Ransomware attacks continue to grab headlines in Canada and across the globe every week, targeting organizations in education, healthcare, financial services, and everything in between. In its most basic sense, ransomware is a type of malware that encrypts data so it cannot be accessed until a set ransom amount has been paid by the victim, often in the form of a cryptocurrency called Bitcoin. Ransomware attacks have grown by 50% since last year, costing consumers and businesses more than $1 billion in damages.
As if we needed another reminder that the ransomware threat is massive and growing, last month the now-infamous WannaCry attacks claimed over 200,000 victims in 150 countries, including schools, hospitals, transit agencies, and private businesses of all sectors and sizes. Beyond the sheer breadth of its attack landscape, WannaCry provides a revealing glimpse into the future of ransomware development and distribution, as it is just one example of Ransomware-as-a-Service (RaaS).
Simply put, the malware business is big and booming, accumulating more talent, resources, and money with each passing day. Crimeware-as-a-Service has made it possible for virtually anyone with an internet connection to execute successful cyberattacks—no technical expertise required. Whereas yesterday’s hackers had to build and maintain their own malware, aspiring cybercriminals can now pay a fee to developers to purchase customizable and user-friendly ransomware toolkits. In return for providing these services, ransomware developers claim a percentage of the profits from successful attacks launched with their product.
In this sense, RaaS operates in much the same way as any business that provides an ongoing service for a fee. The plethora of ransomware for purchase on the Dark Web means the industry has become very competitive, with developers constantly upgrading their products to ensure their customers have access to the most sophisticated and profitable malware tools. Commonly, these ransomware service packages include:
1) A user-friendly dashboard that allows cybercriminals to monitor the progress of their campaigns, including the number of attacks launched, the number of victims who have paid the ransom, and the amount of profit generated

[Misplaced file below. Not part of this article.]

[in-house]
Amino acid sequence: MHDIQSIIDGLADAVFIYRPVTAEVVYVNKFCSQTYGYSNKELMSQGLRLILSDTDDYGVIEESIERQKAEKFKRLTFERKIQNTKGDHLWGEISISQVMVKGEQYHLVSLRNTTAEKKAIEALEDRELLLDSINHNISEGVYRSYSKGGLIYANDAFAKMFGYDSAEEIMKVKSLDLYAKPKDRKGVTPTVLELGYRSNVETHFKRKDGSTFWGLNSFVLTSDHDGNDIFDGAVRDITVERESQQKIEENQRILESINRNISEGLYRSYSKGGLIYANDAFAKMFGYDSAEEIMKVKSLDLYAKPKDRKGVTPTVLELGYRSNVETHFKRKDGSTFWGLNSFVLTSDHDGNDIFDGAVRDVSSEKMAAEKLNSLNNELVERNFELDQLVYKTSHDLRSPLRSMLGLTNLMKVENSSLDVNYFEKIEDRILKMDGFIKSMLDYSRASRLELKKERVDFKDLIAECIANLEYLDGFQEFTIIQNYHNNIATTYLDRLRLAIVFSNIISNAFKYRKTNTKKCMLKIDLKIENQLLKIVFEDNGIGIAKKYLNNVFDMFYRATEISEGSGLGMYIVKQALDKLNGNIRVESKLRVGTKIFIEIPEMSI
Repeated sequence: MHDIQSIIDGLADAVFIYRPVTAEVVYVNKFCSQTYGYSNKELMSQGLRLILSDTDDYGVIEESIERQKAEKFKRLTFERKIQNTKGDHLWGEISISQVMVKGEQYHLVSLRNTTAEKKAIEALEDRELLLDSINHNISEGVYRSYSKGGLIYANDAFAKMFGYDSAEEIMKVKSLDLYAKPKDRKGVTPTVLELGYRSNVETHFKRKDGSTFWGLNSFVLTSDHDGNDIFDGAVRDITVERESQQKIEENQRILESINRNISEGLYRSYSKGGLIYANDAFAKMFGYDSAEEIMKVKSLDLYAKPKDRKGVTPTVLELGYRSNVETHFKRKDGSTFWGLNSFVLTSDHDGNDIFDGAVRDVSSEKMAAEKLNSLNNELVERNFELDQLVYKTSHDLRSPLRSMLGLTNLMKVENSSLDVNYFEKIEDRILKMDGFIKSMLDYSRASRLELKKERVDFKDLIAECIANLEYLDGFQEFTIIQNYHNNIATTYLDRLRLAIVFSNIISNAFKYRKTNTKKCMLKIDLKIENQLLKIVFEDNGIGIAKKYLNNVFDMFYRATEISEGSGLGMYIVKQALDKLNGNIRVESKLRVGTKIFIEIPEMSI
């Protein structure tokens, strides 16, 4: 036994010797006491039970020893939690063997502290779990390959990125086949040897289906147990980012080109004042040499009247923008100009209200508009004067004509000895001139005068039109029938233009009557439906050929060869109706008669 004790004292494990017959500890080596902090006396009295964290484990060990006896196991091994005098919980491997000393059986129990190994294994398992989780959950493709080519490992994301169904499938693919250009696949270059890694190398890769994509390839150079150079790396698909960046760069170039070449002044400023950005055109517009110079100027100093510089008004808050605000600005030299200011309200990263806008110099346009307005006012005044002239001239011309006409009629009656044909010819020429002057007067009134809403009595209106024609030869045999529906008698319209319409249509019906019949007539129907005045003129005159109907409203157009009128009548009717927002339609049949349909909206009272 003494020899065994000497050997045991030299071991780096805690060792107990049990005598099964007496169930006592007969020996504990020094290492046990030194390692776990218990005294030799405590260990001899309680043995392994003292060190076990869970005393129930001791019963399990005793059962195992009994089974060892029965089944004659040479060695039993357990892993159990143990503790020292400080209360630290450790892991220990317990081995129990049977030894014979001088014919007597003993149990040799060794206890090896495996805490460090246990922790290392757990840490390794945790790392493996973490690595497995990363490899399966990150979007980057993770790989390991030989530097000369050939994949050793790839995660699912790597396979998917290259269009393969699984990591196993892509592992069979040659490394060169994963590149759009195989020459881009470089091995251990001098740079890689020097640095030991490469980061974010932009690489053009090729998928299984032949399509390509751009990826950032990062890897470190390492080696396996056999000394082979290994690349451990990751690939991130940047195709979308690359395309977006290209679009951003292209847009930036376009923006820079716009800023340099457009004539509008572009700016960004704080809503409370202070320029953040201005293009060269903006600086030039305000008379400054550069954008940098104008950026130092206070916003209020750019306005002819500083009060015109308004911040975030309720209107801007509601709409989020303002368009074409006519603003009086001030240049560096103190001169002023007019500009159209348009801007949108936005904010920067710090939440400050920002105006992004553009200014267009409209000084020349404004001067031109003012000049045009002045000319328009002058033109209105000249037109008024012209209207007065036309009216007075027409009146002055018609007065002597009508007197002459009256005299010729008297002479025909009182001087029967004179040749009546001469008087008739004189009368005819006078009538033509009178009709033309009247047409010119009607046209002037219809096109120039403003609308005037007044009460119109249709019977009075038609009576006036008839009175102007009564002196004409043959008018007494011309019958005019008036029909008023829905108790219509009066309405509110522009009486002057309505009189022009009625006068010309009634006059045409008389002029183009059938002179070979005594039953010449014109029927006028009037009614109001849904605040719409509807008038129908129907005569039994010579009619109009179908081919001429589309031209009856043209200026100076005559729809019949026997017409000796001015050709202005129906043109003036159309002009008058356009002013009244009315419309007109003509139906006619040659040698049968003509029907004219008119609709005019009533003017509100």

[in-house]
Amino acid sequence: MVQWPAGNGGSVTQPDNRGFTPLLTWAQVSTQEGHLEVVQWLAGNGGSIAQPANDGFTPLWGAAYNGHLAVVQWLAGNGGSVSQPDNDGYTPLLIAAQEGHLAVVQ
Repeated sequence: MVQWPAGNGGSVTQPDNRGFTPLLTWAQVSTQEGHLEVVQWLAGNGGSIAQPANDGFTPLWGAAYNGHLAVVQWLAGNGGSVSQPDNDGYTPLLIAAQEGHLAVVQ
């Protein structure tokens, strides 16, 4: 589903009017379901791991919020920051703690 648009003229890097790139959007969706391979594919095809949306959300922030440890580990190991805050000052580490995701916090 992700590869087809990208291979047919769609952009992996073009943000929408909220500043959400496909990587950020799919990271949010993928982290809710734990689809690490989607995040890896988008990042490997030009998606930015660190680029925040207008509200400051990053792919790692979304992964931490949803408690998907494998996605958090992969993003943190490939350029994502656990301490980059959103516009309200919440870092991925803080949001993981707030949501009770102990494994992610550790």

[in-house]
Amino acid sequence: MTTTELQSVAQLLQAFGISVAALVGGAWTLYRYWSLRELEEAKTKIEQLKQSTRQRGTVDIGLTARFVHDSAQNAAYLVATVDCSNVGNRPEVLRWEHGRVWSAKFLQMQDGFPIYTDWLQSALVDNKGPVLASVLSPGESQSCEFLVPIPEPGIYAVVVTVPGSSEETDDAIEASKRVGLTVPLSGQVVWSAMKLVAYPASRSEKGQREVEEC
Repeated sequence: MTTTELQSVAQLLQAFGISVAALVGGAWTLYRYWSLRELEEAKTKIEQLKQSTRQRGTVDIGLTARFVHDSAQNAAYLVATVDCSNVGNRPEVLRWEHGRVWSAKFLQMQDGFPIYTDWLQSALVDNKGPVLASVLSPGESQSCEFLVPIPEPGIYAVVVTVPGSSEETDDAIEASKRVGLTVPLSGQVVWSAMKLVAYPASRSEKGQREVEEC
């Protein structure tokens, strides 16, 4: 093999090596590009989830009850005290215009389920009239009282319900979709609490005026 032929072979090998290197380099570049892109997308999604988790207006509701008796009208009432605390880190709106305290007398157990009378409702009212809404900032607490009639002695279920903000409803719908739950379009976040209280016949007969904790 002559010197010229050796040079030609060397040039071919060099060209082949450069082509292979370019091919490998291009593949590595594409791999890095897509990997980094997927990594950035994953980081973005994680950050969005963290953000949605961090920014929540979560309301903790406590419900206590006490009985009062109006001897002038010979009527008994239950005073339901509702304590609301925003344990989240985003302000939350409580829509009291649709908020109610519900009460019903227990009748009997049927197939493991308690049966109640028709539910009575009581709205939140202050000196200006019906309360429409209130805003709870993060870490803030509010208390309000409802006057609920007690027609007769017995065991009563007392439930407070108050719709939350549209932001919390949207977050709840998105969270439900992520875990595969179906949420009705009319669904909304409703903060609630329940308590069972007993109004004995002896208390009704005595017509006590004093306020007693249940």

2) The ability to execute attacks in different languages
3) A variety of pricing options to launch different scales of attack
4) Technical support from the RaaS provider
5) An online marketplace where customers can review the ransomware packages they have purchased
With so many ransomware tools readily available for criminal use, it's not surprising that the global victim count continues to grow—and small and medium-sized businesses (SMBs) are no exception. One study revealed that 1 in 5 SMBs was hit by a ransomware attack in the previous 12 months. More concerning is the fact that 40% of SMBs that fell victim to ransomware attacks paid the ransom amount, but only 45% of those who did actually got their data back.
This raises the question as to how SMBs can protect themselves from ransomware and other common cyberthreats. The CarefreeIT Cybersecurity Centre recommends Security Awareness Training and testing for all employees as a crucial first step. It is necessary to teach staff how to recognize the social engineering tactics that are commonly used to execute ransomware attacks, as well as educate them about proper incident response protocols in the event of a data breach. Furthermore, our vCISO works with business owners to implement the technologies, procedures, and controls that are needed to safeguard critical IT systems and protect valuable data. Each day we enact our “total care” philosophy by empowering business owners and their employees with the knowledge and tools they need to protect themselves—as well as their valued customers—from cyberthreats.